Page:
What's the first thing that comes to your mind when someone says Mahindra? It surely isn't any young-timer that comes to your mind but a "JEEP". Products like the Armada, Major and the Classic have surely played a pivotal role for the brand.
But then, as the market requirements changed, Mahindra had to adapt to those requirements to stay in the game. But then, they were slowly but surely moving away from the lineage that they'd created. Thankfully, before it was too late, Mahindra re-entered that space with the Thar back in 2010 to stay true to their lineage. 10-years down, the Thar was showing its age and the Indian market was now open to a lifestyle product subject to it being practical to use on your usual work day. Mahindra aims at catering to the needs of those consumers with the second generation of the Thar. This is all what it takes to stand a chance? Read on to find out.
Design Language - Exteriors
There is not an ounce of doubt that the designers at Mahindra had their work cut out for this one. Designing a car from the ground up is one thing, but coming up with a design philosophy that is a breath of fresh air yet manages to stick to the Thar’s rich legacy is quite another.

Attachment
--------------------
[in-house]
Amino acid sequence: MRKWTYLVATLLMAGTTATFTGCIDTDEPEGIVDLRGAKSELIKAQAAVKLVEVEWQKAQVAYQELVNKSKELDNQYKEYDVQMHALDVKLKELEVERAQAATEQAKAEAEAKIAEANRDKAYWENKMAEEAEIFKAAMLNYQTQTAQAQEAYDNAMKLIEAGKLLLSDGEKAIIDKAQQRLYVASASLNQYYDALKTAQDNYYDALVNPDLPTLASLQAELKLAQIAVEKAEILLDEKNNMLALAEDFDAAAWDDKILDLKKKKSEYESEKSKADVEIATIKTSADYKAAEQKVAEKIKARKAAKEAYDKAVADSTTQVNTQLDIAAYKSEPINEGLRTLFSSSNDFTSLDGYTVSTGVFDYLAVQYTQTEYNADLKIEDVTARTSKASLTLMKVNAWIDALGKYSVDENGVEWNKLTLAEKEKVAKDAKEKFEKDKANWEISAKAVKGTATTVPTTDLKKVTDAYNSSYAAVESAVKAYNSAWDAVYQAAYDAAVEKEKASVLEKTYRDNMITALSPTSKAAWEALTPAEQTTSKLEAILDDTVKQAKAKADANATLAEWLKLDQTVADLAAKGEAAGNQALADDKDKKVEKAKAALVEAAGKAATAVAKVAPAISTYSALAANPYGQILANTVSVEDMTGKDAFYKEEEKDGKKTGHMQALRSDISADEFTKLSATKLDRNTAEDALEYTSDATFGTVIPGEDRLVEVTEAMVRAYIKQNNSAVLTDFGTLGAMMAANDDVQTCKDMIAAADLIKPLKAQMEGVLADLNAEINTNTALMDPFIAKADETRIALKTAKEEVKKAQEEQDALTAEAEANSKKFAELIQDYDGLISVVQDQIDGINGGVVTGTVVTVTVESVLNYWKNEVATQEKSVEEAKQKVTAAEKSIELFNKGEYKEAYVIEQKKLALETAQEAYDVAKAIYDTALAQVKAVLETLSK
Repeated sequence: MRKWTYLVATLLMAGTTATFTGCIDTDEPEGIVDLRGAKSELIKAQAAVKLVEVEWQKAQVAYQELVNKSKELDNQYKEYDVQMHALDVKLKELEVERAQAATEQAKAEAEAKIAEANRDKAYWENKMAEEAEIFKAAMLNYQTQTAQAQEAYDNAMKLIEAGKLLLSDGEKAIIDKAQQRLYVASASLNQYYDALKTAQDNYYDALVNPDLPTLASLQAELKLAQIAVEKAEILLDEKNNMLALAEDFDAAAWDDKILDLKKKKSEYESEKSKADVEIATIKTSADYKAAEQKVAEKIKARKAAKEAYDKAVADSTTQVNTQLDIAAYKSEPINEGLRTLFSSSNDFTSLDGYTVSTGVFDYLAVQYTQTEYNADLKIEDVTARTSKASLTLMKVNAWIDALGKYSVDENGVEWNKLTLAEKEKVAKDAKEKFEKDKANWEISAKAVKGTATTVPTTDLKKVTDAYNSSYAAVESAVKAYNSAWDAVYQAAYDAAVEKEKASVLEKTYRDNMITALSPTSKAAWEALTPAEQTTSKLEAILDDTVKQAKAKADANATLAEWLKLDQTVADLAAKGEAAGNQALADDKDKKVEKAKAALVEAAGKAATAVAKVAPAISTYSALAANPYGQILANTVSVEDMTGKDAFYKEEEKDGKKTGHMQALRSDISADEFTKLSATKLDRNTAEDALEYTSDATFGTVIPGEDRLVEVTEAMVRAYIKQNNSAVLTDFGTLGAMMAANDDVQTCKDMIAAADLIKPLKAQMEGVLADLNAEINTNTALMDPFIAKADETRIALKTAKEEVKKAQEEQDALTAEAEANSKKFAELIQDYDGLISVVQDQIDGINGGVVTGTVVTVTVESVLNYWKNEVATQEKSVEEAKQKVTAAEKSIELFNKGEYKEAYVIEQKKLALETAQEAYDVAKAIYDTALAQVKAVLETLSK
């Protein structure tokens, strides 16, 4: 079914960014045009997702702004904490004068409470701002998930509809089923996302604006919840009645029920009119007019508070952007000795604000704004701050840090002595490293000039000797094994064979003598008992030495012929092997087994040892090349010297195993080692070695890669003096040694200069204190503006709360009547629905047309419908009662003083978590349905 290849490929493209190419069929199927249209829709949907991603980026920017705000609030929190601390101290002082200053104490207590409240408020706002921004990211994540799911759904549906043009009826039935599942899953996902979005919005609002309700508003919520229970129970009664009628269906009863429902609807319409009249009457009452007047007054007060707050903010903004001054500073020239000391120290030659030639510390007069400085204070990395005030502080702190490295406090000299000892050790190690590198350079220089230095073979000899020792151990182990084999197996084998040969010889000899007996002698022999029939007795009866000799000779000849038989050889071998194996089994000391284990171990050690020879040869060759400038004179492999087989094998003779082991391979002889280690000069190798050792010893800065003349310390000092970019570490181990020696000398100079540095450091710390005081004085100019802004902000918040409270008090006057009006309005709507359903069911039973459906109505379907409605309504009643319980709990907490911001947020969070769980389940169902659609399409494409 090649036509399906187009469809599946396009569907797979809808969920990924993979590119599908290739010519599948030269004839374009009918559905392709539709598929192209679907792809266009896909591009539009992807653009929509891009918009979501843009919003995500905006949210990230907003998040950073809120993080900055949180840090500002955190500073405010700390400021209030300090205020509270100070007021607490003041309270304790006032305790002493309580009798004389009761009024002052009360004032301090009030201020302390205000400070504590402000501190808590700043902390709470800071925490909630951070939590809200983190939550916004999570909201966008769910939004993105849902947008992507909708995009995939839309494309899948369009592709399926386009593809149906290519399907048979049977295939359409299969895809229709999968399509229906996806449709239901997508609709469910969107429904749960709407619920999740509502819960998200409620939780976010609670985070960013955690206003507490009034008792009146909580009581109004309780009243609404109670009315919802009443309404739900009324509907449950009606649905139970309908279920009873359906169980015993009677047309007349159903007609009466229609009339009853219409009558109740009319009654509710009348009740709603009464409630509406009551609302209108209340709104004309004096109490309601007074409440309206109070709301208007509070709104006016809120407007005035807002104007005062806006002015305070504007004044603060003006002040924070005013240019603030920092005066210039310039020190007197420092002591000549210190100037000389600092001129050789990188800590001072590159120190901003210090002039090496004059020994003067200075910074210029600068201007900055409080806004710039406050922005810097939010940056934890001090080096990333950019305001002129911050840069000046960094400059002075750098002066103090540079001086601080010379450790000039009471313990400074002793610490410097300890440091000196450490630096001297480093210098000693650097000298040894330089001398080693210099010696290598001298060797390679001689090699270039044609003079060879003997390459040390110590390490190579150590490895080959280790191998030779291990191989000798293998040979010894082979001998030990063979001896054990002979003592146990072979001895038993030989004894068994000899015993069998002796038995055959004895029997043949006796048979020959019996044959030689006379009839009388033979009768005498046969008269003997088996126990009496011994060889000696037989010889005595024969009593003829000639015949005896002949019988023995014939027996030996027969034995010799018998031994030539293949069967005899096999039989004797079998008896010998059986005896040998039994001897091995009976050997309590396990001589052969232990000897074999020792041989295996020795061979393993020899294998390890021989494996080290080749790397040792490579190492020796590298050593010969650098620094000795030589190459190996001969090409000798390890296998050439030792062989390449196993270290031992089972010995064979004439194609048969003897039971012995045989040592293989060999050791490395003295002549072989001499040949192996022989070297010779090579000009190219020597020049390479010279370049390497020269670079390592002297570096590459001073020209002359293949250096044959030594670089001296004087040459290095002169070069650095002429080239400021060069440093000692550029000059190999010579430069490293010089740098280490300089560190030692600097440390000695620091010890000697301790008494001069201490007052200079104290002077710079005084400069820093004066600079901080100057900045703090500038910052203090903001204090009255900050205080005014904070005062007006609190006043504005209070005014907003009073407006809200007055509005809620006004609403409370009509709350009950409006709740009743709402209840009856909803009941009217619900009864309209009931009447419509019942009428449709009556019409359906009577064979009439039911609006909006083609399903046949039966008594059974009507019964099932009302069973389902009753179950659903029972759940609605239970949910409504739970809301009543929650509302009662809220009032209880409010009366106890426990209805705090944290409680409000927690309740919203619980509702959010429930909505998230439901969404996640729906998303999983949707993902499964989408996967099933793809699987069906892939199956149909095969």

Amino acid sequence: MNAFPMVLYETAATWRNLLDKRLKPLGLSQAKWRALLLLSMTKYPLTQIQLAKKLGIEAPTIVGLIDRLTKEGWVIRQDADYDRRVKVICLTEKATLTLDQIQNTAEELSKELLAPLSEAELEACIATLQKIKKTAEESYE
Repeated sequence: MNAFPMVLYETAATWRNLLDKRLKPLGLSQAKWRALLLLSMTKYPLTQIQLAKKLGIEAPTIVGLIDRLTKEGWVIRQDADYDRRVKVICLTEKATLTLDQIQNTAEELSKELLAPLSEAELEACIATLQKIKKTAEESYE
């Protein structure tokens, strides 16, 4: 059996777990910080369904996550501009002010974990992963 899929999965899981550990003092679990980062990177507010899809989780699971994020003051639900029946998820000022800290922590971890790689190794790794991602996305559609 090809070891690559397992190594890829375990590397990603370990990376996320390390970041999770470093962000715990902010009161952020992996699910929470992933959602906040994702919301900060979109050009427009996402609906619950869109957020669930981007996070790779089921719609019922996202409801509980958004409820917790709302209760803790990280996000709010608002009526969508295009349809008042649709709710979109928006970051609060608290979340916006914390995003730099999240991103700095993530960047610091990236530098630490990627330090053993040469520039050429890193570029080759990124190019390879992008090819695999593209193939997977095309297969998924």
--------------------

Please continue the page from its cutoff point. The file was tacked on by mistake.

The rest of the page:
The front end is dominated by a larger than life slatted grille along with the classic single pod round headlamp setup. The Thar 2020 also gets LED DRLs at the front now placed atop the fenders. What we really liked was the fact that the traditional external bonnet latches have been retained on this generation too. Having said all this, there are a few elements which might play spoilsport here. The silver skid plate at the front which extends upto the headlamps in a weird fashion stands out, and might not be to everyone’s taste. The grille is yet again a point of contention and is too conspicuous with its thin slats, though word has it that aftermarket distributors have already started prepping seven and five slat units as fitments.
The side profile is characterised by chunky 18 inch 5 spoke alloys which look uncannily similar to the pre-facelift Scorpio’s alloys, yet contribute significantly to the butch character of the car. As expected on a purpose built off roader, thick black plastic cladding emerges at the front bumper and runs throughout the length of the car. A rather peculiar design trait to note here is that the front wheel arches are squared off but the rear ones aren’t. The exposed door hinges and the squared off fuel lid (which can only be locked and unlocked externally if we might add) along with the traditional flap type door handle design once again carry the back to basics JEEP theme. The tall and functional ORVMs might look similar to the previous generation, but can now be electrically adjusted.